• Highlight/annotate: Highlight and annotate your files before sharing them with others.
  • Organizational flexibility: Choose how to organize your files with groups, tags, and filters.

Groups and Sharing

  • Sharing: Share your own work or sources you have discovered with others who are working in related areas.
  • Groups: Collaborate with colleagues, publicly or privately, on ongoing research.
  • Networking: Discover other people with similar interests and the sources they are citing.


  • Word processing: Zotero makes inserting bibliographies created with Microsoft Word, Google Docs, and other programs simple.
  • Import/export formats: Zotero can import and export BibTeX, EndNote, RIS, and other formats.
  • Zotero API: Zotero's API is completely open source and can be used by third parties to build applications using Zotero's data.

How to Install and Use Zotero (Tutorials)

Interactive Tutorial

Use the Downloading and Installing Zotero tutorial for a step-by-step, interactive experience that will lead you through the process of installing the software on your PC or Mac.

Text-Only Instructions

Follow the instructions below to install Zotero on your computer.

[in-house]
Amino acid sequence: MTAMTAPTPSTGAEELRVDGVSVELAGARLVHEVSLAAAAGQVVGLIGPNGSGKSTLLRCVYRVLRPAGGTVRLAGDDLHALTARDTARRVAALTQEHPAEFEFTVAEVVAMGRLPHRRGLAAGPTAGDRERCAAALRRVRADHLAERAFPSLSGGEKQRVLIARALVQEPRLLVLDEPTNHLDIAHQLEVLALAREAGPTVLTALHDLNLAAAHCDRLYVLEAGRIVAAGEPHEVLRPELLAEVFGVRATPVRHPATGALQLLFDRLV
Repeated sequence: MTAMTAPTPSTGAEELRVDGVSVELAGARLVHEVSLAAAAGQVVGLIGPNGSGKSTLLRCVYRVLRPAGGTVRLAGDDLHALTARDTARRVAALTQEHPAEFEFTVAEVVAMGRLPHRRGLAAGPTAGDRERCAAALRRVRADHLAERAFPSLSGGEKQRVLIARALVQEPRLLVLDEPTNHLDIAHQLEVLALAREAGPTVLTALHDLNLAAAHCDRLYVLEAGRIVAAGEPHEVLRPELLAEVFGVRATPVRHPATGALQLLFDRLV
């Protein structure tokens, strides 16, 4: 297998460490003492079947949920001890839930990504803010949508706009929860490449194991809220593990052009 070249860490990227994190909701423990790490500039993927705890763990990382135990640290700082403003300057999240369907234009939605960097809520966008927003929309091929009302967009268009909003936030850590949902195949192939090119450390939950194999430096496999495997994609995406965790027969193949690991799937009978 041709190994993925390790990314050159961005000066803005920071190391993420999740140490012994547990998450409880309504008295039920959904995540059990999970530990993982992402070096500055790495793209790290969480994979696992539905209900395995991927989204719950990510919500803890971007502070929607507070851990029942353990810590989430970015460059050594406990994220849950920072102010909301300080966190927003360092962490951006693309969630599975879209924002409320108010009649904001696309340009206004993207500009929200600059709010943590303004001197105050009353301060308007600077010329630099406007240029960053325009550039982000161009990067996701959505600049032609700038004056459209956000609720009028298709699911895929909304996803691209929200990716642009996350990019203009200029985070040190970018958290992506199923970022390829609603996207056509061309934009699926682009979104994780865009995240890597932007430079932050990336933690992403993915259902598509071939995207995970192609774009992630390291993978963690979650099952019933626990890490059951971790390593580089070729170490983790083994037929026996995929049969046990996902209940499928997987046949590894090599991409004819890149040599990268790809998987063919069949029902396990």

1. Using either the Firefox or Chrome browser, begin at the Zotero site.
  2. Click on the red “Download” button in the center of the screen.
    1. Note.The site determines whether you’re using a Mac or a PC that’s running either Chrome or Firefox.
  3. From the pop-up window, click the blue “Download” button under “Zotero 5.0 for PC” or “Zotero 5.0 for Mac.”
    1. Note. When you download Zotero, you’re also adding a Zotero tab to Microsoft Word and, if you’re using Chrome, a Zotero tab to Google Docs.
  4. Click the blue “Install Chrome Connector” or “Install Firefox Connector” button under “Zotero Connector.” This will add a button to your browser that makes collecting citations very simple.
  5. Once you've downloaded and opened Zotero, you will see an empty Zotero dashboard.